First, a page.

Resitting the UCAT as a Reapplicant

UCAT

30/11/2023

Not getting into medical or dental school can be a hugely frustrating and disappointing experience, but it doesn’t mean it’s the end of your admissions journey. We all fall down at some points in life, and that’s okay. What matters is how you pick yourself back up, reflect on what happened, and use your experience as motivation to achieve your dream. 

As an aspiring medical or dental student, you’ll know that the University Clinical Aptitude Test (UCAT) is a major obstacle that you need to overcome as part of entry requirements. After all, your UCAT score can make or break an application. As this score is only valid for a year, regardless of how you did previously, you’ll be required to sit the test again. 

Try not to let this negatively affect you. Don’t forget that you have a unique advantage over new applicants as you’ve already sat the exam. You know exactly what’s expected of you, what sections and question types you excelled at, and where you fell short. Use this as an opportunity to increase your score when you sit the UCAT again, in order to maximise your chances of acceptance.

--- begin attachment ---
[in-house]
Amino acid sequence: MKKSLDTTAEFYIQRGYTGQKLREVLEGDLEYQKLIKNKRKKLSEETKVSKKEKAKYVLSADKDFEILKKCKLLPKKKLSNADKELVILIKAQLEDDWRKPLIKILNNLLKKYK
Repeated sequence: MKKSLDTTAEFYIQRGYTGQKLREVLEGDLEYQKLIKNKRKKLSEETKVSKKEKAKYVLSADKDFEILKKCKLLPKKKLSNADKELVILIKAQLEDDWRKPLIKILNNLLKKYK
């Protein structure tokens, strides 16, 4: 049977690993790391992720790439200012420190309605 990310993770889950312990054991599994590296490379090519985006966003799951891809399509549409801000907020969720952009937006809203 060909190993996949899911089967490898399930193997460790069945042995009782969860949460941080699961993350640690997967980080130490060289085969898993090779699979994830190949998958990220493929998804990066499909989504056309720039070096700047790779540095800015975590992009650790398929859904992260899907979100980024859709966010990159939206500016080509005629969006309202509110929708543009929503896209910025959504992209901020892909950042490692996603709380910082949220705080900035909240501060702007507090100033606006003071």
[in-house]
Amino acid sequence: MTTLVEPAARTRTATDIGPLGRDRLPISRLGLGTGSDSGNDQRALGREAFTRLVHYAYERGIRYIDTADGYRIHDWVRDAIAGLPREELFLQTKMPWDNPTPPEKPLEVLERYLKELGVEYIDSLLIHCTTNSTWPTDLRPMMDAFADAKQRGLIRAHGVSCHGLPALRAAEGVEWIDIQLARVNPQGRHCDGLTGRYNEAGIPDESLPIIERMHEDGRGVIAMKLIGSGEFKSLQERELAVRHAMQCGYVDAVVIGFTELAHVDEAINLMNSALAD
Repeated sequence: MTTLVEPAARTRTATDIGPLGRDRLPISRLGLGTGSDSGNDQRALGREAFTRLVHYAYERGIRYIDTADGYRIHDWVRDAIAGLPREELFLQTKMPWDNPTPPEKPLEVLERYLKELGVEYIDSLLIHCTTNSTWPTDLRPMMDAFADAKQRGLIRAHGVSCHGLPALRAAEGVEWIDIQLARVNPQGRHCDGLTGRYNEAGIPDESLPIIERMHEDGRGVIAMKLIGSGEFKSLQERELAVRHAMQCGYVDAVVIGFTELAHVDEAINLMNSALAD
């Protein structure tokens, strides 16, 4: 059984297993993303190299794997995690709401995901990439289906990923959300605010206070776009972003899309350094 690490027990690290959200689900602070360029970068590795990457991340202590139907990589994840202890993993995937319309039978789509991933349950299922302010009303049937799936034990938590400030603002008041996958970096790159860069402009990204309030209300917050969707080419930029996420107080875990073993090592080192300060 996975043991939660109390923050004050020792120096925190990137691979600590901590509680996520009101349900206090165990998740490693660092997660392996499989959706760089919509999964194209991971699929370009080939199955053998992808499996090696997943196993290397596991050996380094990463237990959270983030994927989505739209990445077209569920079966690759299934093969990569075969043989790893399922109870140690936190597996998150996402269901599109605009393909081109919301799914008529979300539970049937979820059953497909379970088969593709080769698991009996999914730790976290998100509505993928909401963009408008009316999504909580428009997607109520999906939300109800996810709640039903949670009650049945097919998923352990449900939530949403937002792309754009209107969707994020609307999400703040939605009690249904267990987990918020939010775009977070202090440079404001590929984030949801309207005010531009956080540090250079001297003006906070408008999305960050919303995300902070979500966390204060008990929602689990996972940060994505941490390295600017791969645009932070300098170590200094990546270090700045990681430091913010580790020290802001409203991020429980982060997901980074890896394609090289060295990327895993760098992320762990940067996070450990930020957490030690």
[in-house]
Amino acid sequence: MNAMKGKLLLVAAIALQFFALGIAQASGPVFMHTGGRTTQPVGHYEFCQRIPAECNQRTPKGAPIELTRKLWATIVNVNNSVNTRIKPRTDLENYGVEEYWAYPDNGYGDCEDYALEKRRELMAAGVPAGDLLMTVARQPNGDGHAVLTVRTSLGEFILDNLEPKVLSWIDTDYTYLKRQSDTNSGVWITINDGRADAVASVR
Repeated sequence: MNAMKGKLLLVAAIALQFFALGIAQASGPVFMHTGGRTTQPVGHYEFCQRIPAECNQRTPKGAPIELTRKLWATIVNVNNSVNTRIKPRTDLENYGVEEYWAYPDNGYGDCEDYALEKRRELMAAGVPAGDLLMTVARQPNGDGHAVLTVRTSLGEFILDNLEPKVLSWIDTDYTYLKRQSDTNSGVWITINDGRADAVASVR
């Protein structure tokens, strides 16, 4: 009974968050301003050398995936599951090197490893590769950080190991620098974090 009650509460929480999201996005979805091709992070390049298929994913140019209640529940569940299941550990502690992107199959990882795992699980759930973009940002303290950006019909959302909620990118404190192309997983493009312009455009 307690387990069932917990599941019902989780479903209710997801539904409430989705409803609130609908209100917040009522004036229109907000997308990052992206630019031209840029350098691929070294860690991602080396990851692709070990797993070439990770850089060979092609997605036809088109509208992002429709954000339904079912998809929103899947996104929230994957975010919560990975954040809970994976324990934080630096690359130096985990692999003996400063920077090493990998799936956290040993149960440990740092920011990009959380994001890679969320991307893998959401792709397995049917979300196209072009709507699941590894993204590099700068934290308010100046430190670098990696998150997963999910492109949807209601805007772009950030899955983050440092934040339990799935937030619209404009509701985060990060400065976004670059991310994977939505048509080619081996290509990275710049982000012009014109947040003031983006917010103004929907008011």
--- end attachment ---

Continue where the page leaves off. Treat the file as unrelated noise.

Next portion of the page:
In this article, we share our top advice and suggested approaches for resitting the UCAT as a reapplicant, to get you one step closer to securing your spot at medical or dental school. Before delving into the specifics, remember to revisit the basics of UCAT preparation in our UCAT blogs.

Table of contents

Adopt a fresh and positive mindset
Review your preparation resources
Go through the UCAT study cycle
Be intentional with UCAT practice
Check for any updates
Simulate the UCAT exam
Prepare for test day